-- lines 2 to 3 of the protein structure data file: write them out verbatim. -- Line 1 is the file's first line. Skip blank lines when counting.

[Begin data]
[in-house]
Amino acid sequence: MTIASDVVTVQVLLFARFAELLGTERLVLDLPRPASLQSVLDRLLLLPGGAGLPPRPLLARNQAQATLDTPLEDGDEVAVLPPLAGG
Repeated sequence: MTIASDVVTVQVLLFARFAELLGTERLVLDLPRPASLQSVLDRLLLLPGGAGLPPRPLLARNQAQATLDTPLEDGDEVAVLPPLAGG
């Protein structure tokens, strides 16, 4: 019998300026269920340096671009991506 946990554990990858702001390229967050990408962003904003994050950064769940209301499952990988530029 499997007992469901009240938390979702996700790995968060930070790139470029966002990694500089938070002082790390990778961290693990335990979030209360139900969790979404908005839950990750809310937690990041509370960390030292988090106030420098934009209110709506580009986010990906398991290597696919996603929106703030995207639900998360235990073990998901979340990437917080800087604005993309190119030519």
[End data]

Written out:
Amino acid sequence: MTIASDVVTVQVLLFARFAELLGTERLVLDLPRPASLQSVLDRLLLLPGGAGLPPRPLLARNQAQATLDTPLEDGDEVAVLPPLAGG
Repeated sequence: MTIASDVVTVQVLLFARFAELLGTERLVLDLPRPASLQSVLDRLLLLPGGAGLPPRPLLARNQAQATLDTPLEDGDEVAVLPPLAGG